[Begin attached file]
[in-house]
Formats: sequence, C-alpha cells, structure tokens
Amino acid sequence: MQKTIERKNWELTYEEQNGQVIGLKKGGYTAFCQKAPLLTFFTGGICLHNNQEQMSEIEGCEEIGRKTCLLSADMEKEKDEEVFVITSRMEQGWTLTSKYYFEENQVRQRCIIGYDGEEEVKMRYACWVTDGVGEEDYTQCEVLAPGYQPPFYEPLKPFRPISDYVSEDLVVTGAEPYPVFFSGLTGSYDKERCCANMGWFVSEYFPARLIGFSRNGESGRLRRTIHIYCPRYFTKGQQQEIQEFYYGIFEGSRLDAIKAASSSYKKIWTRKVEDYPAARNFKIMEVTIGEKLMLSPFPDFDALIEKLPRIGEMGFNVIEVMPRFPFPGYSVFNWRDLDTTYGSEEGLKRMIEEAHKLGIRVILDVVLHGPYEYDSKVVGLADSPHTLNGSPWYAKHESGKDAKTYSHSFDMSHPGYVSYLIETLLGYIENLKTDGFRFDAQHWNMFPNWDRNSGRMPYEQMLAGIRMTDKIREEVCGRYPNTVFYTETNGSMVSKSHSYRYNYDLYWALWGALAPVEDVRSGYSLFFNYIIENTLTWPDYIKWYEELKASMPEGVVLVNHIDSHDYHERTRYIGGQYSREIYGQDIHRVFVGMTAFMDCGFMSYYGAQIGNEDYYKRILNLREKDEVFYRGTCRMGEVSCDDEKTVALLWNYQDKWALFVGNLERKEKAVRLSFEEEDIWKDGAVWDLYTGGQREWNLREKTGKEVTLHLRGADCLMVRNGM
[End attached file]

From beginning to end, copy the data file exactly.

[in-house]
Formats: sequence, C-alpha cells, structure tokens
Amino acid sequence: MQKTIERKNWELTYEEQNGQVIGLKKGGYTAFCQKAPLLTFFTGGICLHNNQEQMSEIEGCEEIGRKTCLLSADMEKEKDEEVFVITSRMEQGWTLTSKYYFEENQVRQRCIIGYDGEEEVKMRYACWVTDGVGEEDYTQCEVLAPGYQPPFYEPLKPFRPISDYVSEDLVVTGAEPYPVFFSGLTGSYDKERCCANMGWFVSEYFPARLIGFSRNGESGRLRRTIHIYCPRYFTKGQQQEIQEFYYGIFEGSRLDAIKAASSSYKKIWTRKVEDYPAARNFKIMEVTIGEKLMLSPFPDFDALIEKLPRIGEMGFNVIEVMPRFPFPGYSVFNWRDLDTTYGSEEGLKRMIEEAHKLGIRVILDVVLHGPYEYDSKVVGLADSPHTLNGSPWYAKHESGKDAKTYSHSFDMSHPGYVSYLIETLLGYIENLKTDGFRFDAQHWNMFPNWDRNSGRMPYEQMLAGIRMTDKIREEVCGRYPNTVFYTETNGSMVSKSHSYRYNYDLYWALWGALAPVEDVRSGYSLFFNYIIENTLTWPDYIKWYEELKASMPEGVVLVNHIDSHDYHERTRYIGGQYSREIYGQDIHRVFVGMTAFMDCGFMSYYGAQIGNEDYYKRILNLREKDEVFYRGTCRMGEVSCDDEKTVALLWNYQDKWALFVGNLERKEKAVRLSFEEEDIWKDGAVWDLYTGGQREWNLREKTGKEVTLHLRGADCLMVRNGM